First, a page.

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The depths of space have tempted man
For years while holding him at bay
Through distance, death, and lack of breath,
Insisting that we humans stay.

But mankind rarely takes a hint,
For us, a challenge is a lure,
Inviting us to sojourn thus
And learn how far we can endure.
___________________

MPAA rating: Unrated (an attempted rape scene probably would make it R, but otherwise, it’s an easy PG-13)

Unless you’re a diehard anime fan, you probably read the title of this movie and said, “What the heck is that?” Well, now that I’ve seen most of the mainstream films anime has to offer, I’m now seeking out the obscure, and I was surprised at the glowing reviews this unknown film has gotten since its 1987 release, growing into an apparent classic of the medium with 100% on Rotten Tomatoes. (Imagine my surprise when Netflix didn’t have it, but my local library did.) Royal Space Force is a hard film to categorize, but it’s undoubtedly well-made with unexpected thematic depth.

Imagine an anime mixture of The Right Stuff and Contact, and you’ve got Royal Space Force, the title referring to the poorly organized space program of the fictional country of Honnêamise. (Hun-ee-a-meece? Honey-mice? I don’t know how it’s pronounced since I don’t recall the name ever being spoken.) While no one takes the program seriously with its poor management and frequent failures, a slacker recruit named Shirotsugh Lhadatt finds a new passion and ambition for the project after a run-in with a young female evangelist named Riquinni. Despite the innate dangers of this unprecedented venture, including hostilities from a rival nation, Lhadatt literally shoots for the stars in a quest for peace and meaning.

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Beyond the plot or characters, what makes Royal Space Force really unique is its comprehensive world-building. It’s not quite straight fantasy or science fiction: there are a couple futuristic machines and some unique animals, but otherwise there aren’t many fantastical elements to the setting. It’s just different, a vision of what our world might have looked like during the Space Race if history had taken a different route. Windows slide downwards; plane propellers spin on the tail of the plane; currency is made up of small needle-shaped pins instead of coins. The architecture of the cities is ornate yet believable, often a mish-mash of cultural styles that create something new. I would watch it again just to appreciate the imagination on display, the fashioning of an alter-earth with creativity sadly lacking in so many other animated films.

As someone with direct family ties to the space program, I was also intrigued at how this film would approach its version. The filmmakers went to NASA to study space flight, and their efforts at authenticity mix surprisingly well with the otherworldly setting. The training contraptions for preparing Lhadatt for his mission are more slapdash and home-made than NASA’s, but their crudeness highlights how big of a scientific leap space travel is for this world, as it was for our own. And by the time the launch day comes amid self-doubt and international turmoil, the event has a similar gravitas and grandeur as the real thing.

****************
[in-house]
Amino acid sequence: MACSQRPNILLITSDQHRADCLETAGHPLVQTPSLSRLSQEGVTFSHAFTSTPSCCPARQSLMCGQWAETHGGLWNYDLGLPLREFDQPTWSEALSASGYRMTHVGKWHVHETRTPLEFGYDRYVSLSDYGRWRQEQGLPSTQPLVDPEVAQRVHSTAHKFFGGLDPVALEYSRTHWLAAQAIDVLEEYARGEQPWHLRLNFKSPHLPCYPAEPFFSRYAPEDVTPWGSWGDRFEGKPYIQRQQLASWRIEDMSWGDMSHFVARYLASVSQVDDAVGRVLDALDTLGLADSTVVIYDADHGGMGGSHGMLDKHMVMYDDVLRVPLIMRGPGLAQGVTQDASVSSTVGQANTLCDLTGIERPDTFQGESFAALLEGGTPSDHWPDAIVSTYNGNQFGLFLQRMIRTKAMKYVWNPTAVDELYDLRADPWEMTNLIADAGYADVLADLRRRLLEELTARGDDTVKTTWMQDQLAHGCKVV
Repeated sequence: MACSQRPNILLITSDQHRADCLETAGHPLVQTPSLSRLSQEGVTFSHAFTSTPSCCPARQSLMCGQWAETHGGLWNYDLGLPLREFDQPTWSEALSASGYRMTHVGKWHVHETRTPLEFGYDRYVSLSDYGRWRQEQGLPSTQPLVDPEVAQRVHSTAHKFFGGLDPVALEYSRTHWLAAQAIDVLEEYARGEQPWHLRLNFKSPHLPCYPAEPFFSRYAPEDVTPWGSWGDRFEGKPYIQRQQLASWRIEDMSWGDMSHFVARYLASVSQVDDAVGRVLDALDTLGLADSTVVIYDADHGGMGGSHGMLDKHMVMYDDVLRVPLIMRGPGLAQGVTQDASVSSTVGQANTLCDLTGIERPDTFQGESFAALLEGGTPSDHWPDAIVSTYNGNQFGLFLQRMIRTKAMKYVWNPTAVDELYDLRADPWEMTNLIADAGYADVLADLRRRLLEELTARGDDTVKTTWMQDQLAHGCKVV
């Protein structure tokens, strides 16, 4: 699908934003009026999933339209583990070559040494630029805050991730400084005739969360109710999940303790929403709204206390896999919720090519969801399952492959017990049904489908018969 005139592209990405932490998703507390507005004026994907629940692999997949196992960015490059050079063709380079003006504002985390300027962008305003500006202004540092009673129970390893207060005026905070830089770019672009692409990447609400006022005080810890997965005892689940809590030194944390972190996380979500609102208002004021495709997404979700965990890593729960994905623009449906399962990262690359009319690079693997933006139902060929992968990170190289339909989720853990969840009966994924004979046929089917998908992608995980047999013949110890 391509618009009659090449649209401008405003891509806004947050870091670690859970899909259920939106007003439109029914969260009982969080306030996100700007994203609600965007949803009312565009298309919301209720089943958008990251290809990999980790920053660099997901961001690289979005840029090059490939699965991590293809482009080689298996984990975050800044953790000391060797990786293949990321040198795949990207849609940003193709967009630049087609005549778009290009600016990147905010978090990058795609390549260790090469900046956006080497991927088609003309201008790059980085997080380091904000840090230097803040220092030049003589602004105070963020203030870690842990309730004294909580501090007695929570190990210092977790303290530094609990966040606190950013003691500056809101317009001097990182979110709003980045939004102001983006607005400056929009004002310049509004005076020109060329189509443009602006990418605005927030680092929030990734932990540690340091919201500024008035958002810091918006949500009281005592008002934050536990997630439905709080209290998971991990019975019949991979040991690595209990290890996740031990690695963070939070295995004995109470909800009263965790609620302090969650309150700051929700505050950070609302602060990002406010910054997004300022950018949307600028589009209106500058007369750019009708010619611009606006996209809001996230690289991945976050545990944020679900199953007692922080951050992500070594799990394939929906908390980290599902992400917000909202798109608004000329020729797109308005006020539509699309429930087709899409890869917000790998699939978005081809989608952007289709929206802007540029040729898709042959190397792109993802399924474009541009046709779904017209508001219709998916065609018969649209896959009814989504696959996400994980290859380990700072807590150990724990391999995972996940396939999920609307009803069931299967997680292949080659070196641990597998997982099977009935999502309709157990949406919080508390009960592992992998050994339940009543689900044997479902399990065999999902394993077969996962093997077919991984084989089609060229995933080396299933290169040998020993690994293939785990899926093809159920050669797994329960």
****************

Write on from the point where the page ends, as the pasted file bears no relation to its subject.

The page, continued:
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Another unique aspect of this film was the role of religion. Riquinni’s faith is clearly a fictional one based off a couple stories mentioned, but her discussions of God and nightly dispersal of tracts are clearly an analog to Evangelical Christianity. And unlike Contact, which annoyed me by pitting faith and science against each other as if they were antithetical, Royal Space Force depicts faith as a positive influence, encouraging Lhadatt to believe he is part of something bigger than himself and push toward a brighter future. There have been plenty of anime with Christian elements and themes, but this movie climaxes with a sincere and moving prayer that is one of the most explicit declarations of faith I’ve seen in animation.

While it’s a significant achievement in the medium, Royal Space Force does suffer somewhat from a deliberate pace and not quite enough resolution by the end. It’s not boring and has a few thrilling sections, but you shouldn’t expect constant humor or action from its grounded drama. The biggest problem is a scene of attempted rape that saps a lot of the sympathy for Lhadatt, even if he seems repentant later, and also serves no other purpose than to put the film into “mature” territory. The scene was cut in its video release, and it would have been better if the initial editors had done the same.

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Now at least, I can check off another Blindspot from my list, an anime film that has held my curiosity for some time now. I think anyone interested in the development of space travel and speculative fiction would find much to appreciate, and fans of animation even more so, since this feature was the first project of Studio Gainax, which went on to the fame of producing series like Neon Genesis Evangelion and Gurren Lagann. Royal Space Force: The Wings of Honnêamise may have an ungainly name, but it deserves its low-key classic status, making me wonder if the sequel that’s been rumored for years will ever get off the ground.

Best line: (Riquinni, reading from her holy book) “And you shall find that prayer is the greatest of all things, and it is also the smallest. You’ll find nothing more noble than prayer, nothing more humble.”

Rank: List Runner-Up

© 2019 S.G. Liput
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